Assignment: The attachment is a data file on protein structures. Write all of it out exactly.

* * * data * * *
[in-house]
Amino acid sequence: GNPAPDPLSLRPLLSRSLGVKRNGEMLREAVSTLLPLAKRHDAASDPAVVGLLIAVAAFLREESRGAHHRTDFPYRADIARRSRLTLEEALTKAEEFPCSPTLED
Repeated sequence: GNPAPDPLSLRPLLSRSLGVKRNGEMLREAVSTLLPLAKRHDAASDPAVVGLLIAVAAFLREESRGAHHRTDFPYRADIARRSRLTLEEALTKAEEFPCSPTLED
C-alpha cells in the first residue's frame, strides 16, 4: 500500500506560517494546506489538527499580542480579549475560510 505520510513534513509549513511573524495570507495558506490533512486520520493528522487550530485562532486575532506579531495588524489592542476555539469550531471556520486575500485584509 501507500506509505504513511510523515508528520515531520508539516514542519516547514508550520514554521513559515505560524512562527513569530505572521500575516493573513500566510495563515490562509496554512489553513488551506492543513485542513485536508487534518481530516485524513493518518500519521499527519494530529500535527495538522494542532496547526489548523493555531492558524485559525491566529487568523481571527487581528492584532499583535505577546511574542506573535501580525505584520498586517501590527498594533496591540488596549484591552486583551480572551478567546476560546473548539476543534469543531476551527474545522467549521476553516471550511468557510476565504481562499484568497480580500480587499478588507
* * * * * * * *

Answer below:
[in-house]
Amino acid sequence: GNPAPDPLSLRPLLSRSLGVKRNGEMLREAVSTLLPLAKRHDAASDPAVVGLLIAVAAFLREESRGAHHRTDFPYRADIARRSRLTLEEALTKAEEFPCSPTLED
Repeated sequence: GNPAPDPLSLRPLLSRSLGVKRNGEMLREAVSTLLPLAKRHDAASDPAVVGLLIAVAAFLREESRGAHHRTDFPYRADIARRSRLTLEEALTKAEEFPCSPTLED
C-alpha cells in the first residue's frame, strides 16, 4: 500500500506560517494546506489538527499580542480579549475560510 505520510513534513509549513511573524495570507495558506490533512486520520493528522487550530485562532486575532506579531495588524489592542476555539469550531471556520486575500485584509 501507500506509505504513511510523515508528520515531520508539516514542519516547514508550520514554521513559515505560524512562527513569530505572521500575516493573513500566510495563515490562509496554512489553513488551506492543513485542513485536508487534518481530516485524513493518518500519521499527519494530529500535527495538522494542532496547526489548523493555531492558524485559525491566529487568523481571527487581528492584532499583535505577546511574542506573535501580525505584520498586517501590527498594533496591540488596549484591552486583551480572551478567546476560546473548539476543534469543531476551527474545522467549521476553516471550511468557510476565504481562499484568497480580500480587499478588507